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Elbow News

Muscle Activity in Snapping Triceps Syndrome

In this study, electromyographic (EMG) studies of the triceps muscle were compared in two groups of men. The triceps muscle has three parts (tendons) and is located on the back of the upper arm. When it contracts, the elbow straightens. The first group had a condition called snapping triceps syndrome (STS). The second (control) group) included normal, healthy male adults with no elbow problems.

STS is an actual dislocation of the medial triceps tendon and ulnar nerve over the medial epicondyle of the humerus (upper arm bone). The medial epicondyle is the bump on the inside of the elbow sometimes referred to as the funny bone.

The researchers suspected that the firing pattern of the dislocating triceps muscle was different from the firing pattern of a normal elbow. Fine wire electrodes were used to record the electrical activity of the muscle in both groups.

EMG activity was recorded for each elbow in five different positions from zero (full extension) to full elbow flexion. Data was recorded for all three tendons of the triceps muscle. Electrical signals were recorded and analyzed by a computer program.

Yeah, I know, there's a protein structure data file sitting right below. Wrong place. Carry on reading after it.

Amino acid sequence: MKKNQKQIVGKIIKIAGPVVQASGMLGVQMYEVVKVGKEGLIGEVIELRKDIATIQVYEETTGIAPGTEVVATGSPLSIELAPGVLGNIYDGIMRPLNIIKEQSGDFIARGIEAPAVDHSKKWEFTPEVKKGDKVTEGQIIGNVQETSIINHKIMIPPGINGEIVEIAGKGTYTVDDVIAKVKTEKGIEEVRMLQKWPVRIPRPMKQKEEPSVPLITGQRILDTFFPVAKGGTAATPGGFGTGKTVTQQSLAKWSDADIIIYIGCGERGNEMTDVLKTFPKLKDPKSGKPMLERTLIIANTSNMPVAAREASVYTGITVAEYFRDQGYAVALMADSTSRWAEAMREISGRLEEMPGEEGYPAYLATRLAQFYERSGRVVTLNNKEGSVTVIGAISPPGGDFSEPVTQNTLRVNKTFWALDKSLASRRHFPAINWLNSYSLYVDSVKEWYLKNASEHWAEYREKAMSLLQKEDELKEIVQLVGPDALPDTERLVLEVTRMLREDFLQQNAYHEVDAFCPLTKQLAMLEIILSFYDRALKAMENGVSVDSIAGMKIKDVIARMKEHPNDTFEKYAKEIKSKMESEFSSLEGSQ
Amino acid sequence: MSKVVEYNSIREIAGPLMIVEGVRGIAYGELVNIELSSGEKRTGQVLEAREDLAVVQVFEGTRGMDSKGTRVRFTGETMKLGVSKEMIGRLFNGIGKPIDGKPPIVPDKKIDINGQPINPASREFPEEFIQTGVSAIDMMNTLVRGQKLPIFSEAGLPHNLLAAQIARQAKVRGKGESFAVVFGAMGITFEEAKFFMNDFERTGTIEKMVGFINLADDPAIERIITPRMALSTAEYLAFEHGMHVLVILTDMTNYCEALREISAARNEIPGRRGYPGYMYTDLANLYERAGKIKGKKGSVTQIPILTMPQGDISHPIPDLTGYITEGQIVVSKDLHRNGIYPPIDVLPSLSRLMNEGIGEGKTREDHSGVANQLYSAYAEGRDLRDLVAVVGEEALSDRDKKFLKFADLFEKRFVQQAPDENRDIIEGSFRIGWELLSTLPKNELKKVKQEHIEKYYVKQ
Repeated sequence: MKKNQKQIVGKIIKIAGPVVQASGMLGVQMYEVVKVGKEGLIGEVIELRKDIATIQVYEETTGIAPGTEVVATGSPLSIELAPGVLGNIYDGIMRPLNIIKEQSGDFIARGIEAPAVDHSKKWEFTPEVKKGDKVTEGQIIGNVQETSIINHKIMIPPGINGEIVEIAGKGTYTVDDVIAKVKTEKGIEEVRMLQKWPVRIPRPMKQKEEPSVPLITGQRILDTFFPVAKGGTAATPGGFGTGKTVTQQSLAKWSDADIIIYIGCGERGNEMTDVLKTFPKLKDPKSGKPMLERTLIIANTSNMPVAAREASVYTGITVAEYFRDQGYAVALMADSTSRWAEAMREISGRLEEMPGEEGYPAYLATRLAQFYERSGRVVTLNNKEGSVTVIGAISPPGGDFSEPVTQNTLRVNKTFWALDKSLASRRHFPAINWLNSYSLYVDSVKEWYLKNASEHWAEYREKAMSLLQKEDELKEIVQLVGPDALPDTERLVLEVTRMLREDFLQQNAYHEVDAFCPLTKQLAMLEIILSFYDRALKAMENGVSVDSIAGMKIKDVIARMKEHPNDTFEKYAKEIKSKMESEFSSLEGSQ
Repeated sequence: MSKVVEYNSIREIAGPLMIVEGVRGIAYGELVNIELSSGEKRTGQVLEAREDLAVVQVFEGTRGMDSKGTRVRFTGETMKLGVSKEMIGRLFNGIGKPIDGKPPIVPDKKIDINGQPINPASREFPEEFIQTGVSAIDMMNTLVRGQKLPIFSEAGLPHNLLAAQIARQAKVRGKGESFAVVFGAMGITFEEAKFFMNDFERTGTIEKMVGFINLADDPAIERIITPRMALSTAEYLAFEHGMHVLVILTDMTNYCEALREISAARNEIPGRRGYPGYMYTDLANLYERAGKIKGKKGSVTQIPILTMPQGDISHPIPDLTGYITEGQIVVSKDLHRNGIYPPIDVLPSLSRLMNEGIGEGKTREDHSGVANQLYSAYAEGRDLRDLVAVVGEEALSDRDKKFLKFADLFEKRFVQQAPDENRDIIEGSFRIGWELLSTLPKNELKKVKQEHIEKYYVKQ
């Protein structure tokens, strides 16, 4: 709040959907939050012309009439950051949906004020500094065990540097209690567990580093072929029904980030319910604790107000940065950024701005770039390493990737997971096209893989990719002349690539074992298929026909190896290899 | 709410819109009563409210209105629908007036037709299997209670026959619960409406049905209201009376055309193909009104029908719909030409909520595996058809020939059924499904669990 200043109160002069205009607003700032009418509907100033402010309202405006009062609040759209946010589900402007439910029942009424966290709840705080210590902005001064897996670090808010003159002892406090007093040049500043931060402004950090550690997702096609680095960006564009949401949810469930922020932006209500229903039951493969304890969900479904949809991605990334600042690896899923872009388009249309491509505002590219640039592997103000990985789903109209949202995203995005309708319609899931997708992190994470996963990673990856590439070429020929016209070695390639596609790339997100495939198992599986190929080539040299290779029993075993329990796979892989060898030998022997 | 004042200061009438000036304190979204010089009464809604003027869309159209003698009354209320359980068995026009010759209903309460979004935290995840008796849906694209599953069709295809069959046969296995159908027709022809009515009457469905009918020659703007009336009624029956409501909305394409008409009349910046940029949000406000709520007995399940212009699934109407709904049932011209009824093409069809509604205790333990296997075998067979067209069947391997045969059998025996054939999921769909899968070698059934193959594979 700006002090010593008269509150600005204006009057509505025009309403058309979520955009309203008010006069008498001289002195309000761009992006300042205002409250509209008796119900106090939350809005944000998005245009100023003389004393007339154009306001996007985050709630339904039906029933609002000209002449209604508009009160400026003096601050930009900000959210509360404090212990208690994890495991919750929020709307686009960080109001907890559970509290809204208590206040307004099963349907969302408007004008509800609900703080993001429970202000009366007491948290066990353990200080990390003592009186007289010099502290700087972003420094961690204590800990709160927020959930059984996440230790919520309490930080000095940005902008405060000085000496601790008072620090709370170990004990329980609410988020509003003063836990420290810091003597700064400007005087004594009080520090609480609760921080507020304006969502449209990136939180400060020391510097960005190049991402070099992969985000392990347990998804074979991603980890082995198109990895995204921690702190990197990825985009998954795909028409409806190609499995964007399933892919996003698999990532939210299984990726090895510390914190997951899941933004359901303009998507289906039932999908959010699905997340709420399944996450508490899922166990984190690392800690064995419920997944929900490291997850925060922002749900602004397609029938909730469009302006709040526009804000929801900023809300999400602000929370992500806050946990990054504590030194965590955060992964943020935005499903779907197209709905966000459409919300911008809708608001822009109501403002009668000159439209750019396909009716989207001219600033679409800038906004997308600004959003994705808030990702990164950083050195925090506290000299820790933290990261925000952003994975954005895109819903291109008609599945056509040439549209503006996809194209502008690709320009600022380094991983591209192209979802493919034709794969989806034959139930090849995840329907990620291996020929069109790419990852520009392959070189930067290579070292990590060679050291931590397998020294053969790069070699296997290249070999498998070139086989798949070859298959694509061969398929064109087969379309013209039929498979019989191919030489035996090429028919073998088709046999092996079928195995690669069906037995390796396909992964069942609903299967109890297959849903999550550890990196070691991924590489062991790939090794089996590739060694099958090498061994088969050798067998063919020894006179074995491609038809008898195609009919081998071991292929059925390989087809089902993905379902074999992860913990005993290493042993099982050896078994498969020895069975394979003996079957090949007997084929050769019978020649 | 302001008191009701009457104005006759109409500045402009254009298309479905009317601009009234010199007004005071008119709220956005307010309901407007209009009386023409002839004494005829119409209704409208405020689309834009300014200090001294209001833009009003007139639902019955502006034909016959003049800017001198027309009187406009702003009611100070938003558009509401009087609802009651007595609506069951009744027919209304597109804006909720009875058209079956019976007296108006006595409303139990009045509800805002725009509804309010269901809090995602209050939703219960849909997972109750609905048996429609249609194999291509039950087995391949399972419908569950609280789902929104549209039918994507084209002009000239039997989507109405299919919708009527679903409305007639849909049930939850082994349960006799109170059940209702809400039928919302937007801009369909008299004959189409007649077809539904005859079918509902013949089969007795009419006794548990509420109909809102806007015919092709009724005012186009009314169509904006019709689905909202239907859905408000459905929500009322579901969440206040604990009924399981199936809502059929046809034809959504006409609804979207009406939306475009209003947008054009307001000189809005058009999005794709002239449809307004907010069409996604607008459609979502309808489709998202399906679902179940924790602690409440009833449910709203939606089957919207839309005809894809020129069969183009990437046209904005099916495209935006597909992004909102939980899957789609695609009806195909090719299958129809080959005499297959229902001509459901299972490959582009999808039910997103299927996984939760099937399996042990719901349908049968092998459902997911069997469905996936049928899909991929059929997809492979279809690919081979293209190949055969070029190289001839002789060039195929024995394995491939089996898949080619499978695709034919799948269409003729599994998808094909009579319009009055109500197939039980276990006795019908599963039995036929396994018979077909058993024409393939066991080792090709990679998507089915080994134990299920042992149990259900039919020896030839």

The authors found no difference in the firing patterns of the triceps muscle between the two groups. These results suggest that abnormal muscle activity isn't the reason the triceps muscle dislocates.

Since the problem occurs in men who lift weights, it may be the excess bulk of the muscle displaces the muscle causing the dislocation. An ultrasound study may be the next step to measure and compare muscle bulk between the two groups.


Andrea J. Boon, MD, et al. Muscle Activation Patterns in Snapping Triceps Syndrome. In Archives of Physical Medicine and Rehabilitation. February 2007. Vol. 88. No. 2. Pp. 239-242.

02/22/2007

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